Sometimes you can get a little too close to the market. If someone (say, a friendly punter/blogger with a tasteful double initial) had told you that there was a potentially significant event on Wednesday, but little news of consequence scheduled for release before then, what would be your a priori expectation of price action for the first half of the week?
Chances are, you’d say something like “well, there’ll probably be some profit-taking, and maybe the sharks will run some stops. I guess it’ll be pretty noisy.” Makes sense, right? And if you run a “directional medium-term macro strategy”, you’d think it would be nothing to get worked up over.
And yet, if you’re there watching the screens, it’s incredibly easy to get sucked into doing something stupid when you see stops being run and/or a price correction. Such as yesterday’s dip down to 1.4611 in EUR/USD….which you’re kicking yourself if you sold, given that we’ve soared to new highs…and that’s before Lauren Cooper Axel Weber said “I ain’t bovvered” about the level of the euro exchange rate.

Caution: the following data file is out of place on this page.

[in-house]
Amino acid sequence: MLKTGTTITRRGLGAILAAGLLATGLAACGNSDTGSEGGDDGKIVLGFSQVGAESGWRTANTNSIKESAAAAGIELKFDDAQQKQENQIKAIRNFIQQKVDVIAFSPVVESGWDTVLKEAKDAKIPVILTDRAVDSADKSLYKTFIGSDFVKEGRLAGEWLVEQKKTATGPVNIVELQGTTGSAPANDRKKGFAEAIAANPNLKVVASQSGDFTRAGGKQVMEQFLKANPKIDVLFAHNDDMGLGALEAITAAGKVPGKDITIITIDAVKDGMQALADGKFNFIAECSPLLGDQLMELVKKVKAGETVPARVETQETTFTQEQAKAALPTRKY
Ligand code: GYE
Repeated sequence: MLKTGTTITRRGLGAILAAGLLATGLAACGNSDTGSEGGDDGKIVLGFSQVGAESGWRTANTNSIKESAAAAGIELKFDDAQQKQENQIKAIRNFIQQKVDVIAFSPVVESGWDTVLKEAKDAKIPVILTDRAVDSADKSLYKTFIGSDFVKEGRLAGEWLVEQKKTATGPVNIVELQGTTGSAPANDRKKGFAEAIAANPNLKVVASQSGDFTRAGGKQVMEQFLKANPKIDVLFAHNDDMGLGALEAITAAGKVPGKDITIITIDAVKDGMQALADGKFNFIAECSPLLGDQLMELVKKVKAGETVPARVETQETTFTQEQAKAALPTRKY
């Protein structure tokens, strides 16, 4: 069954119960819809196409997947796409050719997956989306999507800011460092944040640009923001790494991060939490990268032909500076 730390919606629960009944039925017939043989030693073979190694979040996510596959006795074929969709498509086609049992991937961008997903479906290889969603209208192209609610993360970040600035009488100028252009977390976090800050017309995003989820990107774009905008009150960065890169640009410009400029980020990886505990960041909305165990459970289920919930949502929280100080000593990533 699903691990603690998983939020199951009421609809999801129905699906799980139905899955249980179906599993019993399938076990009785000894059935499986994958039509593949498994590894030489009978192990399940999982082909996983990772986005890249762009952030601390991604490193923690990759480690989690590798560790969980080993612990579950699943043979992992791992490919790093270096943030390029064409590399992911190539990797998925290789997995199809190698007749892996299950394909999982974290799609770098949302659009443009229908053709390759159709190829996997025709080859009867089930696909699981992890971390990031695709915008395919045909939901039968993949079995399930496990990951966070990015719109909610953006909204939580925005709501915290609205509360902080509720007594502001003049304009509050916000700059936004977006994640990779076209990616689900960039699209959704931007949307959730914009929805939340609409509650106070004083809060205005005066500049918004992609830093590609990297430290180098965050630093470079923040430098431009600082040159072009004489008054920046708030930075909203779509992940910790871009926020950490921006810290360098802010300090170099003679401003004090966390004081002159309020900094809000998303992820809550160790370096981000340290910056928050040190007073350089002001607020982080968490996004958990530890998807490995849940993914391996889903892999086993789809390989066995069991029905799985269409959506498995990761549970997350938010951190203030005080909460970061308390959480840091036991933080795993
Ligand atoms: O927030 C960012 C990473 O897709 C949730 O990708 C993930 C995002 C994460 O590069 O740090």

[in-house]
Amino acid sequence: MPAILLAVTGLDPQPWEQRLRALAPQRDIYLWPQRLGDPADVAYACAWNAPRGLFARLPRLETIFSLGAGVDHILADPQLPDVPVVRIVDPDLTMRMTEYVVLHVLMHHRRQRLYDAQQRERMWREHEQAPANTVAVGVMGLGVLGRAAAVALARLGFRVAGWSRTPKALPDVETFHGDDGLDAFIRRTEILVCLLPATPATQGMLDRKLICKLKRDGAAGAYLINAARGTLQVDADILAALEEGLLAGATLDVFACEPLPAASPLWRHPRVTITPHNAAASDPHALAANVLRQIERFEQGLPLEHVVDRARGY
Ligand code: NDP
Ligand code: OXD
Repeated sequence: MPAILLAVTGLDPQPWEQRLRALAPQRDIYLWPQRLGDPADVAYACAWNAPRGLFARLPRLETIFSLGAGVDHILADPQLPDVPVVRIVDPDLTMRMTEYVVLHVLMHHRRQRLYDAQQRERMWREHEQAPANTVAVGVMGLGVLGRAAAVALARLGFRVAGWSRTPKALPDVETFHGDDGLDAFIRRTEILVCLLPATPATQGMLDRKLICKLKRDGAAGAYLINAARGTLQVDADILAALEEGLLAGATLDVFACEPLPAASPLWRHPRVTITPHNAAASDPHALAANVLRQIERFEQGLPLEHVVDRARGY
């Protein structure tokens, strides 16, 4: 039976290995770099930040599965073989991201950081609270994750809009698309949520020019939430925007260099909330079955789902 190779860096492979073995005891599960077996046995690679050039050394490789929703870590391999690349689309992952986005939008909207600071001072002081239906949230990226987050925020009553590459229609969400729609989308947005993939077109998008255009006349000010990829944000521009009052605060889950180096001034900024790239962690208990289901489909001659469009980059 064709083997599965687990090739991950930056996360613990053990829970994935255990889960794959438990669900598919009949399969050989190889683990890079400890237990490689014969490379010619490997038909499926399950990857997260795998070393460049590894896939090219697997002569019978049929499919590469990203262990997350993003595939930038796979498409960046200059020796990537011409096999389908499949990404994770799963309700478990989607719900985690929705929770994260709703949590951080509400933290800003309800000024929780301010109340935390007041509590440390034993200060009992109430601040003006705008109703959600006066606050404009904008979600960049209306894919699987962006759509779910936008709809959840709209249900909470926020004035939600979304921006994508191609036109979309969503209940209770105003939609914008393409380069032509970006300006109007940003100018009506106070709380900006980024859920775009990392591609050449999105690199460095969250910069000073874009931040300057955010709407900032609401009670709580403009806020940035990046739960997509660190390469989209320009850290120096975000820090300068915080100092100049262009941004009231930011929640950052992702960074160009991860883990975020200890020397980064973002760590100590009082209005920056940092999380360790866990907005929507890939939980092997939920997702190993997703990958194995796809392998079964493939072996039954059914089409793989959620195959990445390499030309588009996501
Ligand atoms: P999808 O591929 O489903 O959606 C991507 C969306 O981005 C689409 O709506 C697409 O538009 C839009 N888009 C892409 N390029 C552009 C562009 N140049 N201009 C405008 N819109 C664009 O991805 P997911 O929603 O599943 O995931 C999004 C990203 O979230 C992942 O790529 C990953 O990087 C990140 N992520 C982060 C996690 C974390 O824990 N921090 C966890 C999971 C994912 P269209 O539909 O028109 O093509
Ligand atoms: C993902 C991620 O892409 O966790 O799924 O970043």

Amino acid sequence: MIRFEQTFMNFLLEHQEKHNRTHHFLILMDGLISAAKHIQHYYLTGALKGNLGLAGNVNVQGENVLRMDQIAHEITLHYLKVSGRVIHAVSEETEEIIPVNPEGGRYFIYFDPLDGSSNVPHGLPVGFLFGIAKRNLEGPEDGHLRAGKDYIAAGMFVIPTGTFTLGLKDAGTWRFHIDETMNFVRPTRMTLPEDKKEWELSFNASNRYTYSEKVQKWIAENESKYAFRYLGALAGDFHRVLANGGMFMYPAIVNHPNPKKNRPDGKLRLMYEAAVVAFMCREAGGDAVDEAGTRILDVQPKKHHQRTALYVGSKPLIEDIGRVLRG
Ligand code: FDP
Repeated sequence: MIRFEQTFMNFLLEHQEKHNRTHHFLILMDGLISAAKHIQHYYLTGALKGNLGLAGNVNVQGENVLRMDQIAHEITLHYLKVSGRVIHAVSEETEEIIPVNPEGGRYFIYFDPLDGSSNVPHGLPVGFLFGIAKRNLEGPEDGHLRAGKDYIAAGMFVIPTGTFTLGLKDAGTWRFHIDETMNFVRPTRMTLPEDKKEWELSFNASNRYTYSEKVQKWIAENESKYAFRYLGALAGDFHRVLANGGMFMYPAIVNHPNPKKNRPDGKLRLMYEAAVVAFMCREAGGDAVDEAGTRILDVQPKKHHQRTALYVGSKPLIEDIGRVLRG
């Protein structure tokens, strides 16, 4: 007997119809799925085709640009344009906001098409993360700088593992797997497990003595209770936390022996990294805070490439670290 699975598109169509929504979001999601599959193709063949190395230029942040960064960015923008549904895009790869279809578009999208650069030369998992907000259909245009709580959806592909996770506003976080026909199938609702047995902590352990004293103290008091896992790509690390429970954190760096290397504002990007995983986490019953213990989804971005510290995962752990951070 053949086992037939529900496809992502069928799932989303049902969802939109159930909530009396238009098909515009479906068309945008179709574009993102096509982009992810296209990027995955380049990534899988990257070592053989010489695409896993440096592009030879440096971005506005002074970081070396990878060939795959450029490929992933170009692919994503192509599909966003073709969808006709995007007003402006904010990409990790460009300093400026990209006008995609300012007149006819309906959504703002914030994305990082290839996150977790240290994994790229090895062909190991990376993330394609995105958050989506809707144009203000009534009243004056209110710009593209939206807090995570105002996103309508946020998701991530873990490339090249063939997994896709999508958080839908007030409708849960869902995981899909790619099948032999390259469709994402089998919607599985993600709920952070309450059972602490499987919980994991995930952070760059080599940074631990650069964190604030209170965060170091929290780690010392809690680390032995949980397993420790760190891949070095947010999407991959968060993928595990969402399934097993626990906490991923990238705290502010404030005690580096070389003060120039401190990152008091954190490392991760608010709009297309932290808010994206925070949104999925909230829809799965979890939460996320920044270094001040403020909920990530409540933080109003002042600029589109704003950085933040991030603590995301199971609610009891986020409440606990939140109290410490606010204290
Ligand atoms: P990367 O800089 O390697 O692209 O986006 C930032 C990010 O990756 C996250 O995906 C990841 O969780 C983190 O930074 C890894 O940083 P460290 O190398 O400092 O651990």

Not that FX is alone in its ability to suck in the unsuspecting punter, only to spit him out with a damaged P/L. Equities looked offered-only at this time yesterday…..and now they don’t.
Treasuries caught a tasty bid…..until it went away.
Perhaps the most interesting price action was in the energy complex, where oil caught a proper bollocking…CLZ9 shed $3 at one point, and appeared on the verge of breaking a rather significant trendline. Needless to say, pre-emptive selling of the break was rewarded with a nice $1 bounce and a hole in one’s P/L.
Sometimes, it’s useful to take a step back and recognize that for the short-term, the noise to signal ratio is likely to be close to infinite. On yesterday’s evidence, you can save yourself money by not watching things too closely. So while Macro Man is ostensibly taking Mrs. Macro out to lunch for her birthday (and our wedding anniversary!) today, he may well find that it’s quite a profitable idea as well.